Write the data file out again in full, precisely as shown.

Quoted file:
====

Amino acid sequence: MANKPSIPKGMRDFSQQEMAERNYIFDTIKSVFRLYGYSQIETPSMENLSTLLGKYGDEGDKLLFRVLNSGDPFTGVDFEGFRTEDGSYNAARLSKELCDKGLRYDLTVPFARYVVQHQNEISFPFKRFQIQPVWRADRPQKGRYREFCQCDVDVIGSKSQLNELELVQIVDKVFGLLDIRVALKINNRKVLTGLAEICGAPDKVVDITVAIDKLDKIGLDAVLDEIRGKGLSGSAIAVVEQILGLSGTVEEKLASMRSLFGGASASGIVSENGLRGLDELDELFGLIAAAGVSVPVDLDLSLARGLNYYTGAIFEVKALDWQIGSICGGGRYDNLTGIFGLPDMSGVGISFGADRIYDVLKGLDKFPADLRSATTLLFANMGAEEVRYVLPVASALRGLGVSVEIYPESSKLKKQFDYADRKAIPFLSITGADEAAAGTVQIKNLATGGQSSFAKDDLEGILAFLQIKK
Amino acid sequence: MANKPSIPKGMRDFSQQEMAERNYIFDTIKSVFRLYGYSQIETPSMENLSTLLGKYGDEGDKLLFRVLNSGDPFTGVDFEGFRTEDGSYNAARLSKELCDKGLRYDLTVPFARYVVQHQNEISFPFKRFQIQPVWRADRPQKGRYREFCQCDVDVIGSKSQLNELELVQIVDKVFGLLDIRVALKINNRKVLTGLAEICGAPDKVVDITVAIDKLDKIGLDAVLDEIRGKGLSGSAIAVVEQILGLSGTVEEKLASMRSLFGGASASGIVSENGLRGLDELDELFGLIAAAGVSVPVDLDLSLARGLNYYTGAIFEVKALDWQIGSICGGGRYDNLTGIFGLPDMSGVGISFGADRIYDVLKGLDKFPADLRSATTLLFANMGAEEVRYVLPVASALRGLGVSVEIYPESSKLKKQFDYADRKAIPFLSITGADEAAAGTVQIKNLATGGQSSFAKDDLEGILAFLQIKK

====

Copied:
Amino acid sequence: MANKPSIPKGMRDFSQQEMAERNYIFDTIKSVFRLYGYSQIETPSMENLSTLLGKYGDEGDKLLFRVLNSGDPFTGVDFEGFRTEDGSYNAARLSKELCDKGLRYDLTVPFARYVVQHQNEISFPFKRFQIQPVWRADRPQKGRYREFCQCDVDVIGSKSQLNELELVQIVDKVFGLLDIRVALKINNRKVLTGLAEICGAPDKVVDITVAIDKLDKIGLDAVLDEIRGKGLSGSAIAVVEQILGLSGTVEEKLASMRSLFGGASASGIVSENGLRGLDELDELFGLIAAAGVSVPVDLDLSLARGLNYYTGAIFEVKALDWQIGSICGGGRYDNLTGIFGLPDMSGVGISFGADRIYDVLKGLDKFPADLRSATTLLFANMGAEEVRYVLPVASALRGLGVSVEIYPESSKLKKQFDYADRKAIPFLSITGADEAAAGTVQIKNLATGGQSSFAKDDLEGILAFLQIKK
Amino acid sequence: MANKPSIPKGMRDFSQQEMAERNYIFDTIKSVFRLYGYSQIETPSMENLSTLLGKYGDEGDKLLFRVLNSGDPFTGVDFEGFRTEDGSYNAARLSKELCDKGLRYDLTVPFARYVVQHQNEISFPFKRFQIQPVWRADRPQKGRYREFCQCDVDVIGSKSQLNELELVQIVDKVFGLLDIRVALKINNRKVLTGLAEICGAPDKVVDITVAIDKLDKIGLDAVLDEIRGKGLSGSAIAVVEQILGLSGTVEEKLASMRSLFGGASASGIVSENGLRGLDELDELFGLIAAAGVSVPVDLDLSLARGLNYYTGAIFEVKALDWQIGSICGGGRYDNLTGIFGLPDMSGVGISFGADRIYDVLKGLDKFPADLRSATTLLFANMGAEEVRYVLPVASALRGLGVSVEIYPESSKLKKQFDYADRKAIPFLSITGADEAAAGTVQIKNLATGGQSSFAKDDLEGILAFLQIKK